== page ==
By Anisha Padma:
Despite arriving one hour late in front of Shastri Bhawan, I thought I would be able to catch the beginning of the planned protest against the appointment of the new FTII Chairman, Gajendra Chauhan. However, as I would later find out from numerous accounts, the Delhi police wasted no time in violently forcing hundreds of peaceful protesters into buses where they would be unlawfully detained for more than four hours at Parliament Street police station.
I quickly ran to the police station at 3:30PM, and found myself in the company of several concerned friends who were communicating on their mobile phones with the detainees inside. Although the protest was shut down at Shastri Bhavan, there were loud chants and percussive sounds coming from inside the grounds of the police station compound, where the protesters were being kept. Aban, an independent artist who was also detained, later said, “The police was trying to make sure we didn’t receive any media attention. They would let us shout slogans inside the complex because it meant that no one could see us.”
These sort of containment tactics from the police have unfortunately become the norm in Delhi. Sudhanva Deshpande, a witness to the violence at Shastri Bhavan, noted that “the police first targeted the main organizers…those who were raising slogans as they were the most visible. After that happened, those who sat down were also dragged into buses. And even when people were being forced into buses, nobody was being violent as far as the protesters go. The only people being violent were the police.” When another witness, Mala Hashmi, inquired with the police on why they were arresting people who were sitting down, the police responded with invoking Section 144 – making it unlawful for more than 5 people to congregate at a place.
After spending more than four hours in the police compound, the protesters were released. They were more than happy to give interviews despite not being given any access to water or food. Satya Prakash, a student from Delhi University, felt that he needed to stand up to the saffronisation of higher education in India. He states, “You have this guy who did soft-porn movies as the Chairman of one of the most prestigious institutes in India. It doesn’t make sense and it’s clearly political.” Nakul Singh Sawhney, noted filmmaker and one of the organizers of the event, commented that, “The government is actually embarrassed by the appointment they have made. They don’t want people to know that there’s a growing anger against these sort of appointments.” Samar, another activist who was detained, was frustrated that the police did not seem to know what was going on. “When I asked every single police officer their opinion regarding the situation, they had none,” he said.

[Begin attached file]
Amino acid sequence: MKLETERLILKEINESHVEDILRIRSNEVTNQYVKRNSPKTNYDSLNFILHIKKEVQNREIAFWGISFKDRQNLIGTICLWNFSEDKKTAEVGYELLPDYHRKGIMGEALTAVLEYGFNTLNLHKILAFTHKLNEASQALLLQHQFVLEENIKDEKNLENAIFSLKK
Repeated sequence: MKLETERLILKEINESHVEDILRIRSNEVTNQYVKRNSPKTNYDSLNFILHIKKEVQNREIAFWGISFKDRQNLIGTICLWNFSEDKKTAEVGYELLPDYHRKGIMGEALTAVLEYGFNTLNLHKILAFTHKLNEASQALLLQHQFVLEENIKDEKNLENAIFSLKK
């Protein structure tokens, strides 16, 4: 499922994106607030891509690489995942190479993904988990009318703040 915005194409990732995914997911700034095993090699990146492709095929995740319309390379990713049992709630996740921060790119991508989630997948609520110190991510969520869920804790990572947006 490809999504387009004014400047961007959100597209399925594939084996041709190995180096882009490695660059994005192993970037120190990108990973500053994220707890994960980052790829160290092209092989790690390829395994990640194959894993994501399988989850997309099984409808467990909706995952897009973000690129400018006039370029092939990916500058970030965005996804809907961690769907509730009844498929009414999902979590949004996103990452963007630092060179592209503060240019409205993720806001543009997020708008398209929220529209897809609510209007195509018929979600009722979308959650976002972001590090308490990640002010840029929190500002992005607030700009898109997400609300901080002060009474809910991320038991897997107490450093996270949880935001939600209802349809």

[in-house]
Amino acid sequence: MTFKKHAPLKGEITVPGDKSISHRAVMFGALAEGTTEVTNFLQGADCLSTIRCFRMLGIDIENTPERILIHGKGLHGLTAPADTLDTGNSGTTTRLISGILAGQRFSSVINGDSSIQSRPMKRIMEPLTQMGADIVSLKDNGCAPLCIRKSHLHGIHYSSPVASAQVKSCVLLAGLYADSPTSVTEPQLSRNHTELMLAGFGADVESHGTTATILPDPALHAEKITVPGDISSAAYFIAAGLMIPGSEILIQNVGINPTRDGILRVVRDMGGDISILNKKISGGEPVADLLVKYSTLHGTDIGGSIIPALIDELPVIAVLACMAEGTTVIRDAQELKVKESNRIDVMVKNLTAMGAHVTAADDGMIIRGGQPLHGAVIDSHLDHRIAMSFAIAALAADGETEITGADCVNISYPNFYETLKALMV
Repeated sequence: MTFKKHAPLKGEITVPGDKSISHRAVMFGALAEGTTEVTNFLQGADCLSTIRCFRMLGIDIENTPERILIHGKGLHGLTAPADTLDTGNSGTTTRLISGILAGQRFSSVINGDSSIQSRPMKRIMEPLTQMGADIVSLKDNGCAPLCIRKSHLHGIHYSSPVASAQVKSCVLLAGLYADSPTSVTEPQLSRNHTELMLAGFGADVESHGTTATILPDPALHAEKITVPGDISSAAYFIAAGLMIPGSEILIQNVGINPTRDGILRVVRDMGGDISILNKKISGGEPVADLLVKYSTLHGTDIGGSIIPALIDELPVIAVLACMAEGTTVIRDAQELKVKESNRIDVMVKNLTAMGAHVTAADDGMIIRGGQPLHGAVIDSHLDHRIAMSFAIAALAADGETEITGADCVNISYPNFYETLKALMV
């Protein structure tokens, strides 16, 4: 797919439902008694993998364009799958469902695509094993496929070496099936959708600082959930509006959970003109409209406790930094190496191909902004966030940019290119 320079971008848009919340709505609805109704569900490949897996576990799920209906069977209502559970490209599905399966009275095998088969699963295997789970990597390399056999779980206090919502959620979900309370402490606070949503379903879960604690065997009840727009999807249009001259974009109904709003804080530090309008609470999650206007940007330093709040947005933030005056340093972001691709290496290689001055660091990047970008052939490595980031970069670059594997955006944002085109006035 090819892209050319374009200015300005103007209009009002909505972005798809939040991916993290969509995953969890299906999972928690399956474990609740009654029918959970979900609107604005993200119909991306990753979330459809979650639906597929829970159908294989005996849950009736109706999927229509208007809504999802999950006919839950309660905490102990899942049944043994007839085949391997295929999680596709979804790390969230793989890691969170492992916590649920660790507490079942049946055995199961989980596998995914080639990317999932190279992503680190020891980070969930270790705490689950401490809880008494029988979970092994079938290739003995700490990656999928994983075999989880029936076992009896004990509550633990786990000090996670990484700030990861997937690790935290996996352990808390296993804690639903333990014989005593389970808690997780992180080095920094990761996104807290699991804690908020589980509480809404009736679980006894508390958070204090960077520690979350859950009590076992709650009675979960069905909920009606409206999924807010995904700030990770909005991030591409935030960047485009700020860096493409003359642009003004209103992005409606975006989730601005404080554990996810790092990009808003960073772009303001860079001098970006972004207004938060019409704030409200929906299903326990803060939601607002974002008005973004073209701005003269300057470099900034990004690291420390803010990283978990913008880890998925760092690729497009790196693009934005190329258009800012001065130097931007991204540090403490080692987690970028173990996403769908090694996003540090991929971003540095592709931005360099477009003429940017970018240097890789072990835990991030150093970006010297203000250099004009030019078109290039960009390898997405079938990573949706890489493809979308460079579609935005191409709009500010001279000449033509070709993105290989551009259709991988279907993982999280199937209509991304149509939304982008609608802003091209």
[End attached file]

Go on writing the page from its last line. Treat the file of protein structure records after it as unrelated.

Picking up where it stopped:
Regardless of the police’s crackdown on the protests, the activists do not seem deterred. Aban assured, “These protests will continue until the state stops these appointments.” The government is politicizing the leaderships of higher education and thus placing those actors – quite literally – who favor a Hindutva agenda rather than individuals who have a progressive vision for the future of the institute. She continued, “The Vice-Chancellor of JNU is going to step down in a few months and there’s already talk of another saffron appointment there.” If the government prioritizes the furthering of their agenda rather than the best courses of action for maintaining the quality of education at the institutes, higher education will undoubtedly suffer. And in addition to the issue of changing leadership in higher education, there is a larger issue of the stifling of voices of dissent. Aban compared that “Under Congress, we were at least allowed to protest. But under this government, there is no tolerance for speaking out.” And in spite of it all, the protesters refuse to back down and will continue to assert their demands.
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